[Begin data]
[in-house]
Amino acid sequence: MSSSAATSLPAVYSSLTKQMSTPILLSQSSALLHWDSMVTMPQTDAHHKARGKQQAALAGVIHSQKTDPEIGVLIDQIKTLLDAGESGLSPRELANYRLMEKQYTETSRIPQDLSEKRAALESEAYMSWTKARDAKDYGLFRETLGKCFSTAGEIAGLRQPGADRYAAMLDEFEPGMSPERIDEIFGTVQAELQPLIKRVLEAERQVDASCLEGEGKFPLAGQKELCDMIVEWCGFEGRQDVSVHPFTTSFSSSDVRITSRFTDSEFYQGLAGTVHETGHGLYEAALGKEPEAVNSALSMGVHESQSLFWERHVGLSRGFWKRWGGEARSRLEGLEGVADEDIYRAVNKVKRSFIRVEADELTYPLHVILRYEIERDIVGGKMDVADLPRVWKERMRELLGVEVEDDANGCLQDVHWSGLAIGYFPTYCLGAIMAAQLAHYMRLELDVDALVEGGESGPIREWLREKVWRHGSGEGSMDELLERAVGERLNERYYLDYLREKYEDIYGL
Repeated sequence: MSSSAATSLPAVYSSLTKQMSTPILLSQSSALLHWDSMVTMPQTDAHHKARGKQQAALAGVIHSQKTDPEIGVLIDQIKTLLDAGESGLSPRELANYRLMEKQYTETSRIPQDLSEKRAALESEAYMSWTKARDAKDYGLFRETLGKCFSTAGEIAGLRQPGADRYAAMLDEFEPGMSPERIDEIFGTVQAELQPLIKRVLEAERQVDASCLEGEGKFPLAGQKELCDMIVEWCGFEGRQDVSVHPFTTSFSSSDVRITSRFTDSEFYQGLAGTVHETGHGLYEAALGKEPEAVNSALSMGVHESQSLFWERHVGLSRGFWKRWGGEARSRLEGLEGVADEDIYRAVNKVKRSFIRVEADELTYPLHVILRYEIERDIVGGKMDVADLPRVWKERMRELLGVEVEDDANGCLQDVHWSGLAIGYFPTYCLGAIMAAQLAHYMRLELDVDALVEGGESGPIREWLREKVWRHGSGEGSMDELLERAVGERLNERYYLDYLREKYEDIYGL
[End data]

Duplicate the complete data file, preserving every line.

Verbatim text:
[in-house]
Amino acid sequence: MSSSAATSLPAVYSSLTKQMSTPILLSQSSALLHWDSMVTMPQTDAHHKARGKQQAALAGVIHSQKTDPEIGVLIDQIKTLLDAGESGLSPRELANYRLMEKQYTETSRIPQDLSEKRAALESEAYMSWTKARDAKDYGLFRETLGKCFSTAGEIAGLRQPGADRYAAMLDEFEPGMSPERIDEIFGTVQAELQPLIKRVLEAERQVDASCLEGEGKFPLAGQKELCDMIVEWCGFEGRQDVSVHPFTTSFSSSDVRITSRFTDSEFYQGLAGTVHETGHGLYEAALGKEPEAVNSALSMGVHESQSLFWERHVGLSRGFWKRWGGEARSRLEGLEGVADEDIYRAVNKVKRSFIRVEADELTYPLHVILRYEIERDIVGGKMDVADLPRVWKERMRELLGVEVEDDANGCLQDVHWSGLAIGYFPTYCLGAIMAAQLAHYMRLELDVDALVEGGESGPIREWLREKVWRHGSGEGSMDELLERAVGERLNERYYLDYLREKYEDIYGL
Repeated sequence: MSSSAATSLPAVYSSLTKQMSTPILLSQSSALLHWDSMVTMPQTDAHHKARGKQQAALAGVIHSQKTDPEIGVLIDQIKTLLDAGESGLSPRELANYRLMEKQYTETSRIPQDLSEKRAALESEAYMSWTKARDAKDYGLFRETLGKCFSTAGEIAGLRQPGADRYAAMLDEFEPGMSPERIDEIFGTVQAELQPLIKRVLEAERQVDASCLEGEGKFPLAGQKELCDMIVEWCGFEGRQDVSVHPFTTSFSSSDVRITSRFTDSEFYQGLAGTVHETGHGLYEAALGKEPEAVNSALSMGVHESQSLFWERHVGLSRGFWKRWGGEARSRLEGLEGVADEDIYRAVNKVKRSFIRVEADELTYPLHVILRYEIERDIVGGKMDVADLPRVWKERMRELLGVEVEDDANGCLQDVHWSGLAIGYFPTYCLGAIMAAQLAHYMRLELDVDALVEGGESGPIREWLREKVWRHGSGEGSMDELLERAVGERLNERYYLDYLREKYEDIYGL